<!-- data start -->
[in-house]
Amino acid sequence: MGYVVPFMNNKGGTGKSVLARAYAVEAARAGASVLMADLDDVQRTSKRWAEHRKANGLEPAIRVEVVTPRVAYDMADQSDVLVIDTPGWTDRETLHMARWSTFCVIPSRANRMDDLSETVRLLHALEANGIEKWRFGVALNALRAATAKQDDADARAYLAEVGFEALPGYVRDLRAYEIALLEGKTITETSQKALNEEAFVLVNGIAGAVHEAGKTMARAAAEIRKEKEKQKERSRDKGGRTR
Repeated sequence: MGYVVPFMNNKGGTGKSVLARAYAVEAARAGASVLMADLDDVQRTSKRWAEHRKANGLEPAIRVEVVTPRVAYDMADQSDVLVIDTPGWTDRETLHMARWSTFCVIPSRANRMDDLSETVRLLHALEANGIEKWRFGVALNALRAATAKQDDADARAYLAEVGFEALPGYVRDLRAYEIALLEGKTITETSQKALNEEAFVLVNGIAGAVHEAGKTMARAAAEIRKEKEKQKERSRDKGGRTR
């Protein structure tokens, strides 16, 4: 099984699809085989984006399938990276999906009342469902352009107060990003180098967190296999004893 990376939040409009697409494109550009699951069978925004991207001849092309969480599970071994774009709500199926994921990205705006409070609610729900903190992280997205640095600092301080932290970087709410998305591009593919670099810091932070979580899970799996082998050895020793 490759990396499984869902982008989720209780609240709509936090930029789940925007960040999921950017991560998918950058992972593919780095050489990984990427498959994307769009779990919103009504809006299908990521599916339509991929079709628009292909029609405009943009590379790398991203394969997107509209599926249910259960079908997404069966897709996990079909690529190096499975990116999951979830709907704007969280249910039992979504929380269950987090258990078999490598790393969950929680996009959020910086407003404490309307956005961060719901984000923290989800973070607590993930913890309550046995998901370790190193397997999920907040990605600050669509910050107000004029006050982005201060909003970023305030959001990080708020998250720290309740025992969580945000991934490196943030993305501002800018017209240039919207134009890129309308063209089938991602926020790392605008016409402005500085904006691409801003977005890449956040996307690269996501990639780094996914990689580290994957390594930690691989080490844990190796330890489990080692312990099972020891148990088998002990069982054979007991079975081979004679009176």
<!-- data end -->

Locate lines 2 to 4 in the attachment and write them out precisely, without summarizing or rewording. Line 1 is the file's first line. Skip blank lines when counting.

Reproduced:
Amino acid sequence: MGYVVPFMNNKGGTGKSVLARAYAVEAARAGASVLMADLDDVQRTSKRWAEHRKANGLEPAIRVEVVTPRVAYDMADQSDVLVIDTPGWTDRETLHMARWSTFCVIPSRANRMDDLSETVRLLHALEANGIEKWRFGVALNALRAATAKQDDADARAYLAEVGFEALPGYVRDLRAYEIALLEGKTITETSQKALNEEAFVLVNGIAGAVHEAGKTMARAAAEIRKEKEKQKERSRDKGGRTR
Repeated sequence: MGYVVPFMNNKGGTGKSVLARAYAVEAARAGASVLMADLDDVQRTSKRWAEHRKANGLEPAIRVEVVTPRVAYDMADQSDVLVIDTPGWTDRETLHMARWSTFCVIPSRANRMDDLSETVRLLHALEANGIEKWRFGVALNALRAATAKQDDADARAYLAEVGFEALPGYVRDLRAYEIALLEGKTITETSQKALNEEAFVLVNGIAGAVHEAGKTMARAAAEIRKEKEKQKERSRDKGGRTR
């Protein structure tokens, strides 16, 4: 099984699809085989984006399938990276999906009342469902352009107060990003180098967190296999004893 990376939040409009697409494109550009699951069978925004991207001849092309969480599970071994774009709500199926994921990205705006409070609610729900903190992280997205640095600092301080932290970087709410998305591009593919670099810091932070979580899970799996082998050895020793 490759990396499984869902982008989720209780609240709509936090930029789940925007960040999921950017991560998918950058992972593919780095050489990984990427498959994307769009779990919103009504809006299908990521599916339509991929079709628009292909029609405009943009590379790398991203394969997107509209599926249910259960079908997404069966897709996990079909690529190096499975990116999951979830709907704007969280249910039992979504929380269950987090258990078999490598790393969950929680996009959020910086407003404490309307956005961060719901984000923290989800973070607590993930913890309550046995998901370790190193397997999920907040990605600050669509910050107000004029006050982005201060909003970023305030959001990080708020998250720290309740025992969580945000991934490196943030993305501002800018017209240039919207134009890129309308063209089938991602926020790392605008016409402005500085904006691409801003977005890449956040996307690269996501990639780094996914990689580290994957390594930690691989080490844990190796330890489990080692312990099972020891148990088998002990069982054979007991079975081979004679009176």